How to Forecast Health and Fitness Club Business Sales

Predicting possible sales for your Health and Fitness Club business is a very key process; you should have a clear-cut idea before you commence your business of your likely sales. It’s doubtful you will be right on the money but if you do not make a realistic effort your Health and Fitness Club business will likely fall short; forecasting is an crucial ingredient to your business stratgey.

Your sales forecast is the financial projection of the quantity of revenue your Health and Fitness Club business will create from the sales of its products or services. Your sales forecast can stand alone, but it will be closely connected to your Health and Fitness Club business plan. It is an essential and fundamental piece of the planning method and it will be a foremost part of your profit and loss account and cash flow forecast.

Why bother with a sales forecast?

A sales forecast is necessary in order to

1. Predict your cash flow – your forecast might predict slow times of business where you may need a cash injection to pay for products or just to pay the staff for example.
2. Manage Cash flow – fundamental to the success of your business, it is important that you appreciate how sales forecasting contributes to the computation of the cash flow forecast.
3. Plan future resource requirements – for example, the number of workers considered necessary to handle your orders and provide a certain level of service.
4. Plan marketing activities – and the consequent monetary strategies arising from these.

Without a doubt constructing a sales forecast for your Health and Fitness Club business is key to your business success – you should constantly re-evaluate your sales forecasts – by looking at actual sales to your forecasted sales firstly you can measure if you have done well or not.

What elements do you need to think about?

Your sales forecast should show sales by month for at least the next 12 months, and then by year for the following two years. Three years, in total, is generally enough for most business plans.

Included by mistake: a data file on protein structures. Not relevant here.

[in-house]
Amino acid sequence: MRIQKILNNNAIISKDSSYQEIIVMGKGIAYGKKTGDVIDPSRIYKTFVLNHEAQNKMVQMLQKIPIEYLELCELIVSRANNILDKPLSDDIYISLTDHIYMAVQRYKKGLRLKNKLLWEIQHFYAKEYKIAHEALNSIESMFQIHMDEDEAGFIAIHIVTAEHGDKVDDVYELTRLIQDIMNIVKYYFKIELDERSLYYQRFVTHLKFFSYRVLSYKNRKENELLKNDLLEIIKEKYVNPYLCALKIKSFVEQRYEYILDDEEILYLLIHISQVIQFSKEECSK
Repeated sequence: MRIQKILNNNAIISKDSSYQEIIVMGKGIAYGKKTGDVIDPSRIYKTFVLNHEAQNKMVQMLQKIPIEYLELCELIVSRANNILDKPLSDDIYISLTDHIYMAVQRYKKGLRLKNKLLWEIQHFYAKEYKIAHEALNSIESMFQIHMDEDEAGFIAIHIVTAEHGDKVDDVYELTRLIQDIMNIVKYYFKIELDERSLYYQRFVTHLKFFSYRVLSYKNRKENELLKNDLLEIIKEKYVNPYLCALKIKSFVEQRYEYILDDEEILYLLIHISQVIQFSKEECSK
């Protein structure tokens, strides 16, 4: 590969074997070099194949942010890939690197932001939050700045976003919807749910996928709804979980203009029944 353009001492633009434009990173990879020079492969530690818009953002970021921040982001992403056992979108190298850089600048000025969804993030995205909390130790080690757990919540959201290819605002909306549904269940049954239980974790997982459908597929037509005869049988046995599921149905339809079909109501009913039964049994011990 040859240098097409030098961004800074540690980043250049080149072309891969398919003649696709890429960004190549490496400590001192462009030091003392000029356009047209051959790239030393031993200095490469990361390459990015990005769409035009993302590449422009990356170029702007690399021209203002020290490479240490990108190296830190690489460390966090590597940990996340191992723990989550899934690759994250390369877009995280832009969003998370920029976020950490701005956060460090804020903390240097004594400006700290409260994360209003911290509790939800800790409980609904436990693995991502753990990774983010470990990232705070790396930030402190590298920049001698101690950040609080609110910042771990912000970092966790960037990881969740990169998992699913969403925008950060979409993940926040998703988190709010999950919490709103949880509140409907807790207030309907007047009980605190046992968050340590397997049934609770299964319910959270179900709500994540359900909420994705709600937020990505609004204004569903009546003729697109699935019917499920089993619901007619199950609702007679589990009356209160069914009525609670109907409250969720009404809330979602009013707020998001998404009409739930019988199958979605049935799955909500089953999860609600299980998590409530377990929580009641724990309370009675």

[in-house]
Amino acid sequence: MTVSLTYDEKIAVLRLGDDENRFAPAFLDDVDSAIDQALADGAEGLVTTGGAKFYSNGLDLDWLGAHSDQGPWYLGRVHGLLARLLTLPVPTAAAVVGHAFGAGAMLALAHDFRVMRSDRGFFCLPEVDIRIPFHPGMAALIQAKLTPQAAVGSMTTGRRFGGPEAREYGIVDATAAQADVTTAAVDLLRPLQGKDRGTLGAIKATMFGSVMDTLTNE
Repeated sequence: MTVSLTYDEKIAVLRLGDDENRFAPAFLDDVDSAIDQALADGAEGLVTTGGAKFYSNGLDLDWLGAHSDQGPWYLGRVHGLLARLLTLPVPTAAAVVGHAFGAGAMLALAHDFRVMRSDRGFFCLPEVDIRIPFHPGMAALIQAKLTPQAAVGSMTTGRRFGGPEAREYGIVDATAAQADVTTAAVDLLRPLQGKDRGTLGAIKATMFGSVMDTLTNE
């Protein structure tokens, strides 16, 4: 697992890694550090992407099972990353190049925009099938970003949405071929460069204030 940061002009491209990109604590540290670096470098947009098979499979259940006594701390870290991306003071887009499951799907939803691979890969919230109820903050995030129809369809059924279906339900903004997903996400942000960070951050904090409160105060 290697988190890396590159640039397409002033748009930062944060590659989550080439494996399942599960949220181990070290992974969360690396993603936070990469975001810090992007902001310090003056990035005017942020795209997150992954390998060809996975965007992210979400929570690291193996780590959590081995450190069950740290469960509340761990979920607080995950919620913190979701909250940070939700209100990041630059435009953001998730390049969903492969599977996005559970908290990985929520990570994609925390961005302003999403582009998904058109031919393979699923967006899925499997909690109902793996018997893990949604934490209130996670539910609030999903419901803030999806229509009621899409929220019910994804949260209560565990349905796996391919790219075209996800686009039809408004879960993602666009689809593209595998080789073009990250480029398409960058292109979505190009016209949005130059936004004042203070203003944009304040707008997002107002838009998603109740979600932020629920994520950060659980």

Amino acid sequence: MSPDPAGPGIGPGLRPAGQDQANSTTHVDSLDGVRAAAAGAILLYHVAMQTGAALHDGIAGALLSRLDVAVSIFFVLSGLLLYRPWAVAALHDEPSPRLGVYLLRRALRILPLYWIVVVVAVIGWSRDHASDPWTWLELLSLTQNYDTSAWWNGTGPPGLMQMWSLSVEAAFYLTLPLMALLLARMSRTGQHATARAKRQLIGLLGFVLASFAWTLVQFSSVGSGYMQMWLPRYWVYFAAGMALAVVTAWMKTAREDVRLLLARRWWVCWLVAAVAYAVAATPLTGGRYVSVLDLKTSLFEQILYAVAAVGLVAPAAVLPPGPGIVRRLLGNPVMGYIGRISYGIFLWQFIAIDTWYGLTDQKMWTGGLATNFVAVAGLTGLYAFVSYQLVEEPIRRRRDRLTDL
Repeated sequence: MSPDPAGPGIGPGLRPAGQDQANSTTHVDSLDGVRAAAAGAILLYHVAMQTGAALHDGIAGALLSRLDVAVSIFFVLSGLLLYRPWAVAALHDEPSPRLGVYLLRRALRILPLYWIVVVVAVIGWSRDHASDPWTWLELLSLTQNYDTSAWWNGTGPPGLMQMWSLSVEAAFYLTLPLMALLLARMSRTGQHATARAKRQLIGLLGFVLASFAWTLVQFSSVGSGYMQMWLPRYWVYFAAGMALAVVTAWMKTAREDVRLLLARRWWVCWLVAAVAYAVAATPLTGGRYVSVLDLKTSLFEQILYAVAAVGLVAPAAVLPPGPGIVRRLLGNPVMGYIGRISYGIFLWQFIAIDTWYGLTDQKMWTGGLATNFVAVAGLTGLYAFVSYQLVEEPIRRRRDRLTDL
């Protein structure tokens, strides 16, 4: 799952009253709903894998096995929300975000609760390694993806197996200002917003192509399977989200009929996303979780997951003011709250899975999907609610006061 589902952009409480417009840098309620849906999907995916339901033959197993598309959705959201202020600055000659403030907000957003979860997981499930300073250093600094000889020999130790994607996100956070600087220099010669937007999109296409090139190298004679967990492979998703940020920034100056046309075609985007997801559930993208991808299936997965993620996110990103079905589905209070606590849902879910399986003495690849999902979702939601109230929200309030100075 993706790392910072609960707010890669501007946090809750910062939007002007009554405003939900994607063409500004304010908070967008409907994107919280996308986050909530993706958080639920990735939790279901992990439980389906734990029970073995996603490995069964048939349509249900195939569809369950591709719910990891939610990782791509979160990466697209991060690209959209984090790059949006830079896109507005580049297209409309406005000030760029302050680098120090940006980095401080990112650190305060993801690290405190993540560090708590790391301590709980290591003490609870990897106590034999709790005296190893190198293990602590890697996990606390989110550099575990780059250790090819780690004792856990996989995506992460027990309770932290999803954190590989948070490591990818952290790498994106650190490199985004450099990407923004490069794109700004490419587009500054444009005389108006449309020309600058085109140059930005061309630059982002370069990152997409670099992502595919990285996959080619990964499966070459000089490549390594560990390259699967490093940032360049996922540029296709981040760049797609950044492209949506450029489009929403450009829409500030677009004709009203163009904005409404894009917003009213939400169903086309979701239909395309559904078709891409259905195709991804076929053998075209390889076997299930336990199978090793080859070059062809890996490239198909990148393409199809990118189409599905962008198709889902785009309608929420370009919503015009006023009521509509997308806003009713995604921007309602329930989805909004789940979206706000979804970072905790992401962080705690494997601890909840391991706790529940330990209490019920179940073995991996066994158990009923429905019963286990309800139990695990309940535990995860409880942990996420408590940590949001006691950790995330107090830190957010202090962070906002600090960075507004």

You need to consider

1. Are there any parallel products or services already being provided in the locale?
2. What is the magnitude of the market?
3. Is this an increasing/contracting market and if so; by what percentage?
4. What are the main factors that are currently influencing that market?
5. Have you seen any factors that may influence it in the future?
6. Is your business cyclic?
7. What trends or fashions are important to the sector?

Do you know who your customers are?

1. What percentage will purchase?
2. Why will they bring to a close buying from someone else to trade from you?
3. What is your pricing rule and how will it affect sales?
4. Can you in fact make available the products and services that you are predicting?
5. How many competitors do you have?
6. It is unlikely your business is the only one of its kind – what happens to your customers when additional businesses enter the market?

The entire planet is your marketplace with the invention of the internet – but what products/services can you supply? Almost all business has a number of competitor(s) – how can you hoover up your competitors customers? How can you thwart your competitors taking your customers? Can you amend your product prices up or down to go with new customers – can you simply add or adjust the services you offer to new and existing customers to increase your turnover and profits?

Preparing your Health and Fitness Club business forecast

All Health and Fitness Club businesses need to base their forecasts on certain assumptions regarding potential changes that may take place in the future. These can be quantified and could include:

1. Sector growth/decline by a certain percentage e.g. 5%.
2. Employees increase to increase production or sales – maybe 25%.
3. Different location – more customers – 30% increase in sales.

Preparing your forecast

If you trade more than one product or service, you should prepare a separate forecast for each item in your collection,and forecast:

1. By volume
2. By value
3. By a combination of both volume and value.

So what are the pitfalls when forecasting sales?

1. Make sure your forecast is based on confirmable,realistic and unbiased info.
2. Don’t be tempted to pay no attention to your investigation if it showed bad results.
3. Don’t make projections solely on the basis of historical performance. Put your business under a microscope – try and imagine what might influence your sales in the future – good or bad.
4. Understand what volume of goods you can produce. Is it physically possible to produce the amount of sales being forecast with the equipment,personnel and financial resources available to you?
5. Does the pricing policy you have used in calculating your sales forecast relate to what is really achievable?, or conversely, have the prices been set too low or too high so that either way your forecast is potentially unrealistic?
6. Is your business just starting out?, have you thought-out that it may well take longer for your business to become well-known, and have you set accordingly realistic sales goals?
7. Once early sales have dropped off subsequent to your business launch, have you allowed for the increased marketing costs your business might incur?
8. When you give reasons for your sales forecasts to prospective investors – are they believable?

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